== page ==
Thursday, October 30, 2014
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Secretary of State Matt Dunlap Clarifies Absentee Ballot Procedures for the November Election

AUGUSTA, MaineIn the wake of questions and conflicting information in the public discourse after a press conference held by a candidate for the office of Governor, the Secretary of State is letting voters know the laws governing how town clerks must handle state ballots that have been issued to absentee voters and returned by those voters to the towns.

The changes enacted by the 125th Legislature after the 2010 gubernatorial election were intended to alleviate confusion in the election process, said Dunlap. In 2010, in the days prior to the election, many voters who had submitted absentee ballots were encouraged to contact their town clerks and declare that they had spoiled their ballots and to request new ballots so that they could vote for a different candidate. It had always been the interpretation of the office of the Secretary of State that simply changing ones mind was not sufficient grounds to request a new ballot, but the law was unclear, so the effort was made to assist voters and later seek clarification from the Legislature that the intent of the law was not meant to force expenditure of additional unbudgeted resources in order to accommodate re-voting ballots that have already been submitted. In 2011, the Legislature agreed, and made changes to the law to reflect that interpretation.

Maine election law, Title 21-A Section 753-B Subsection 4, was amended in two important ways; first, that an absentee ballot cannot be declared to be spoiled once it has been returned to the clerk, and, second, that good cause for declaring a spoiled ballot does not include a voters decision to change their vote. Additionally, Maine law requires that if a candidate formally withdraws from the race, he or she must do so at least 60 days before the general election in order to trigger reprinting ballots without that candidates name. If that had occurred, then absentee voters would be issued new ballots.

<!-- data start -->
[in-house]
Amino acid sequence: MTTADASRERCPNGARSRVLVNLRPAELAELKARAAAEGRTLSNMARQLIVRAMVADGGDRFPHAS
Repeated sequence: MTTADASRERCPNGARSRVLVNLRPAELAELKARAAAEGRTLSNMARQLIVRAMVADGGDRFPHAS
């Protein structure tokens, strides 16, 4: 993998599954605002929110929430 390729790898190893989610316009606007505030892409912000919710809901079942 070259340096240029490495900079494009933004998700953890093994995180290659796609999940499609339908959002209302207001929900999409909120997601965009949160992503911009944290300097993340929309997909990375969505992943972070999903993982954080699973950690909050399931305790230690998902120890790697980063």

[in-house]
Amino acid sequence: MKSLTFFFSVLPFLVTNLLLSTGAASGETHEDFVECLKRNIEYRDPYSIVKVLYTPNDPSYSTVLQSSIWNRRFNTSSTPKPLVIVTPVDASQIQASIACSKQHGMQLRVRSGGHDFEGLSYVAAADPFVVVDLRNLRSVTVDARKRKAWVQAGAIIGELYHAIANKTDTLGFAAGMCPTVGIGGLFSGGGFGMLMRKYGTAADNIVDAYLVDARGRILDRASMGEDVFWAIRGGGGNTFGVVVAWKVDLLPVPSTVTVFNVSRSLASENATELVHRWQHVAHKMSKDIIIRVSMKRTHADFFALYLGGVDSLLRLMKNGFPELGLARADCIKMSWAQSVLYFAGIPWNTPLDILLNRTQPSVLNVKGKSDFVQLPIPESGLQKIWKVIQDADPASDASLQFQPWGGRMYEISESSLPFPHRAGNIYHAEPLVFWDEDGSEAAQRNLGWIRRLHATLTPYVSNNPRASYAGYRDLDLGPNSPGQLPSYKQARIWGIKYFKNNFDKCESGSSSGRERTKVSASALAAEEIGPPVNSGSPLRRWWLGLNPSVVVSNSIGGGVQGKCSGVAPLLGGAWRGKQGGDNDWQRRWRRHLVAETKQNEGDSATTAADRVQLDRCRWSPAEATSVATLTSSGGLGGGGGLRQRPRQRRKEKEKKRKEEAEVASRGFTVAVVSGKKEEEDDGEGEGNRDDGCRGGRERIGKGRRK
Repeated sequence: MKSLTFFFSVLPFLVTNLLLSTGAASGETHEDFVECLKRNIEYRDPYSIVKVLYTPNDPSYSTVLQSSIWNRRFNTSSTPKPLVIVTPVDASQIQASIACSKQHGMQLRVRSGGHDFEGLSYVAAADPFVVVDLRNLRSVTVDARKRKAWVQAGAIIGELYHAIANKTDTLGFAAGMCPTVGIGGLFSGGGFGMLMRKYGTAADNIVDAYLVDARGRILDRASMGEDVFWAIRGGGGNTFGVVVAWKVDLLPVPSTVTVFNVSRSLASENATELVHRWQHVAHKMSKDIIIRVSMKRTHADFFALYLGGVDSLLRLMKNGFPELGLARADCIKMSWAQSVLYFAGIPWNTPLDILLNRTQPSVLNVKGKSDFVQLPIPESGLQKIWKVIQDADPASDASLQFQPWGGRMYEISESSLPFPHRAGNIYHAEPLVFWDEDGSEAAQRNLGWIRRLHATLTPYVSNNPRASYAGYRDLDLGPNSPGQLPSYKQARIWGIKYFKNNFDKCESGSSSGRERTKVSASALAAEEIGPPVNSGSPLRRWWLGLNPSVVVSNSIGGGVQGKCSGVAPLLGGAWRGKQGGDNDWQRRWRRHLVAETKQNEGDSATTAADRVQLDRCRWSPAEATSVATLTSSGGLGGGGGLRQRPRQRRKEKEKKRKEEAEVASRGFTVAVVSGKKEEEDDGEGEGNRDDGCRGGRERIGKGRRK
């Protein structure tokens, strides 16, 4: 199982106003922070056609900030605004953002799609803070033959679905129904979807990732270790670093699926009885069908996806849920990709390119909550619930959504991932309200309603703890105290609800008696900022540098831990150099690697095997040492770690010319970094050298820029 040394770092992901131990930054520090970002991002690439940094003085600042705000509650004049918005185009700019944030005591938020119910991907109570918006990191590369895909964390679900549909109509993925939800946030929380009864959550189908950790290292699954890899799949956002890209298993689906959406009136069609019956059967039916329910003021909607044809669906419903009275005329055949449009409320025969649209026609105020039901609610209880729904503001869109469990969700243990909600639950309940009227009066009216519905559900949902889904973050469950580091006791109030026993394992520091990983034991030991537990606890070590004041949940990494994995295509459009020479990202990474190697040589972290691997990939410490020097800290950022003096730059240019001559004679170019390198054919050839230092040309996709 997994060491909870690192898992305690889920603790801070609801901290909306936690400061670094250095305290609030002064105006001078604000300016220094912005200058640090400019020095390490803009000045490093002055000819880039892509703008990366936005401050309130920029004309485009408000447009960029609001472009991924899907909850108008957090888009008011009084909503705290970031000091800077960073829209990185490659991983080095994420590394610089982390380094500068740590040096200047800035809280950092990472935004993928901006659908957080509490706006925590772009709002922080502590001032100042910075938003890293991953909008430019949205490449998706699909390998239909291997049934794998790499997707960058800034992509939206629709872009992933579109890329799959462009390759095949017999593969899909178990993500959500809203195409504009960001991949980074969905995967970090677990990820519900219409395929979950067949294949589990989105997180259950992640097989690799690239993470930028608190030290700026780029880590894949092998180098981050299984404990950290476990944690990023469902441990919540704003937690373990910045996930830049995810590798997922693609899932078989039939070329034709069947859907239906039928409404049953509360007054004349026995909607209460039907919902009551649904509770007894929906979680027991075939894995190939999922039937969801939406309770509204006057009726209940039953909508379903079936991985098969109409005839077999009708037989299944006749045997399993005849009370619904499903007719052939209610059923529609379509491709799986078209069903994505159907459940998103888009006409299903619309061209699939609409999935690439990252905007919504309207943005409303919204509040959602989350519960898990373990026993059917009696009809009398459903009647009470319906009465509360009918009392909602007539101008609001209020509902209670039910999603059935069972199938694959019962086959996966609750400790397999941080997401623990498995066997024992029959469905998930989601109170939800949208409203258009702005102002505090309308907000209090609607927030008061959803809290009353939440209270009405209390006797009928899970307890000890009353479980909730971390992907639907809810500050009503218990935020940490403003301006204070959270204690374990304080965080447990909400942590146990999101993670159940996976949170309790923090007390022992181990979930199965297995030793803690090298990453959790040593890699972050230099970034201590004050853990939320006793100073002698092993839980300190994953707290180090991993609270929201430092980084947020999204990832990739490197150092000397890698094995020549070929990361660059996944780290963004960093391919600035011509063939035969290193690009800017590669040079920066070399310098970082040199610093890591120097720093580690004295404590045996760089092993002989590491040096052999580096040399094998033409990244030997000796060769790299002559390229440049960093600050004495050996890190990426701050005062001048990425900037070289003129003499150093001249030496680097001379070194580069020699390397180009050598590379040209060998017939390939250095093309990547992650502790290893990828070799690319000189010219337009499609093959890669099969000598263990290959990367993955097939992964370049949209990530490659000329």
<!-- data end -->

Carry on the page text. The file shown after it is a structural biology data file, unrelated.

Here is the text of the statute, with these elements emphasized:

4.Duplicate ballot. The clerk may issue a duplicate state absentee ballot to an applicant if the initially issued ballot has not already been marked and returned to the clerk, the applicant requests one by an acceptable method outlined in this subchapter and:

A. The applicant states good cause, including, but not limited to, loss of, spoiling of or damage to the first absentee ballot. Good cause does not include an applicant's decision to change the applicant's vote after the applicant has returned the ballot to the clerk; or [2011, c. 40, 1 (AMD).]

B. An absentee ballot for the applicant that was furnished to a designated 3rd person was not returned to the clerk's office within the time limit provided in subsection 3. If a ballot for an applicant is not returned to the clerk within that time limit, the clerk shall mail or hand deliver a ballot to that applicant and may not issue another ballot to the applicant except for good cause as provided in this subsection. This paragraph does not affect the deadline for delivery of absentee ballots under section 755. [2003, c. 447, 31 (AMD).]

The clerk may issue a 2nd state absentee ballot to a voter from whom the clerk has received a return envelope apparently containing a state absentee ballot when the State has provided the clerk with replacement ballots to reflect the removal of a candidate's name or the addition of a new candidate's name or the correction of an error or when the absentee ballot envelope has a defect in the affidavit that would cause the ballot to be rejected. When a 2nd state absentee ballot is issued to a voter under this section, the clerk must write the words "second ballot issued" on the return envelope.

The announcement by a candidate that voters can choose whoever they want only underscores the conditions of any election, said Dunlap. These procedures have been enacted by the Legislature to ensure an orderly process for voters to follow once they have made up their minds as to how they wish their vote to be cast.

The Legislature recognized that neither we nor our towns have infinite resources to reflect changes in voter intent based on changes in published pre-election polls, said Dunlap.